At the same time, the West countered its perceived fatal flaws in the successor states’ economic structureby advocating free economic zones. “In the early 1920s, calls for the creation of extraterritorial units to facilitate transit trade in an age of fragmentation had become louder. Due to their simple logic, turning coastal cities into free ports increasingly seemed the most promising solution for the disruption of global trade links and for the problems of landlocked riparian states faced.” (p. 238) Therein laid the logic behind denying Gdańsk (Danzig) to Poland, which led to a zero-sum game vis-à-vis Gdynia. (p. 224) Incidentally, the case of the access to the sea of Poland, Lithuania (Memel), and other Baltic states demonstrates plainly the loss of utility of the slogan of national self-determination and anti-Bolshevism in favor of the paramountcy of economic considerations among the Western powers.
It is no wonder that the idea of the newly established successor states’ utter uselessness enjoyed wide currency among Western intellectuals and opinionmakers. “International representations of territorial fragmentation directly contributed to a pessimistic view on the future prospects of the new, territorially smaller, and economically truncated states, and thus of Europe in general. The challenges of economic reconstruction, which seemed unsurmountable against the background of territorial disintegration, led to an unequivocal consensus across the Western Entente and Germany that none of the political formations that emerged from the ruins would be able to survive on their own. As former imperial provinces or regions, they constituted parts of an allegedly coherent economic and political organism now torn apart. On their own, heads and limbs were bound to wither and die.” (p. 141)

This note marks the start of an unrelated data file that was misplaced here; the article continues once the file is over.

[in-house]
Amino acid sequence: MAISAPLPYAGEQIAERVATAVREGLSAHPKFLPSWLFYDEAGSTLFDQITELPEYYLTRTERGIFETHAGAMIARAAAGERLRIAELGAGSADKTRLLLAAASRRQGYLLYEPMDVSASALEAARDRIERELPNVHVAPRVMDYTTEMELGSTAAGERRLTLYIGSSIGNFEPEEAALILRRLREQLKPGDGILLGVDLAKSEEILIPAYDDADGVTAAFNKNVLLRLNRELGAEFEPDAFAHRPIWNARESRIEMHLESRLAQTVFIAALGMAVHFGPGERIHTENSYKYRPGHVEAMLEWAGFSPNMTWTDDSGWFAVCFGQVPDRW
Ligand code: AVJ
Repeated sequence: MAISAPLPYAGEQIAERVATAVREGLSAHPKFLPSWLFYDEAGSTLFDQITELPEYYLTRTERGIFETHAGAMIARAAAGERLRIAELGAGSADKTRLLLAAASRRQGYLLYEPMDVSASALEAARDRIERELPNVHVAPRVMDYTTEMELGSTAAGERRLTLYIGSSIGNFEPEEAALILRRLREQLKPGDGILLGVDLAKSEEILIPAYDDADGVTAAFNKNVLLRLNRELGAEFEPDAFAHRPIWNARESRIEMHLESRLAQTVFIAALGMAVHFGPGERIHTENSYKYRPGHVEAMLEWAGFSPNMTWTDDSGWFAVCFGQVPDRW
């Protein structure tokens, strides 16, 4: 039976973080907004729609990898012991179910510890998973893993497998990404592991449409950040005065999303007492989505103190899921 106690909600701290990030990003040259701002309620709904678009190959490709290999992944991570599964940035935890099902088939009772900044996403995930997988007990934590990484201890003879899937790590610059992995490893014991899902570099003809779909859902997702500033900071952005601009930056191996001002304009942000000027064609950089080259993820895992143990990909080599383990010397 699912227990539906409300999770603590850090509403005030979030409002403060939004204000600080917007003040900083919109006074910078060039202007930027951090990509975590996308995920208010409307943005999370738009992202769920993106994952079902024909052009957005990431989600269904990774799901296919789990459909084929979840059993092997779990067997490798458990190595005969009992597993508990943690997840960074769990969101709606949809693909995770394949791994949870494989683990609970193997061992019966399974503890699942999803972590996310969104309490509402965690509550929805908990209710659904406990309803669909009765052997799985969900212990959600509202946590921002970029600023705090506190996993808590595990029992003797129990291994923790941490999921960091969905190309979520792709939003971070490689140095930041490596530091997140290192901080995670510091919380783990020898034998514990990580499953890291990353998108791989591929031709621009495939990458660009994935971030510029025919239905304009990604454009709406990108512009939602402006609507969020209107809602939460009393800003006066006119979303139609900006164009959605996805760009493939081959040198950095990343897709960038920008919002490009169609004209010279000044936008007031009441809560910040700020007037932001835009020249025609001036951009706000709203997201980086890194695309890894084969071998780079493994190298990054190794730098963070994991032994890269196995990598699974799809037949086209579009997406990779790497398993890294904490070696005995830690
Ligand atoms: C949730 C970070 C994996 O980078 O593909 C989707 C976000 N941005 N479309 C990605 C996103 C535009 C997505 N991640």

This was the case, in particular, in the Anglo-Saxon world, which pined for the good old days of the Russian empire and its inexhaustible markets predicated on free trade. “In the interwar years, politicians from East-Central Europe frequently found the legitimacy of their state’s existence challenged purely because of their inability to mitigate the consequences of the loss of the Russian market for the economic recovery of Europe.” (p. 202) This was tantamount to blaming a dentist for your own car problems. In other words, fueled by German revanchist propaganda by the liberal Weimar Republic, English and American governments, bankers, and capitalists blamed Poland for the fact that Communist Russia prevented the restoration of salubrious economic relations in that part of the world.
Unfortunately, Richter fails to elaborate on the Kremlin’s role in this process. After the Polish victory of 1920, the Soviet factor is almost entirely missing from Fragmentation in East Central Europe: Poland and the Baltics, 1915-1929. Instead, the scholar focuses mainly on Germany. “The real threat to the new states arose neither from the national minorities, nor from the League of Nations, but rather from German political support for territorial revisionism.” (p. 297) It is true, as far as it goes. But Berlin could not have succeeded without Moscow, as history shows. This includes not only, ultimately, the Hitler-Stalin Pact of August 1939, but also, in the meantime, promoting a malicious image of Poland through use and abuse of propaganda.
According to the historian, the successor states “were seen as economic disasters that had repercussions far beyond East-Central Europe. International images of Poland and the Baltic states as ‘small states,’ as particularistic and immature, stemmed from the failure to mitigate these economic disruptions as well as from representations of the experience of border crossing itself. This contributed to a political and geographical imaginary of East-Central Europe as a region that was fragmented, bureaucratized, and dominated by an irrational ethnic nationalism.” (p. 155)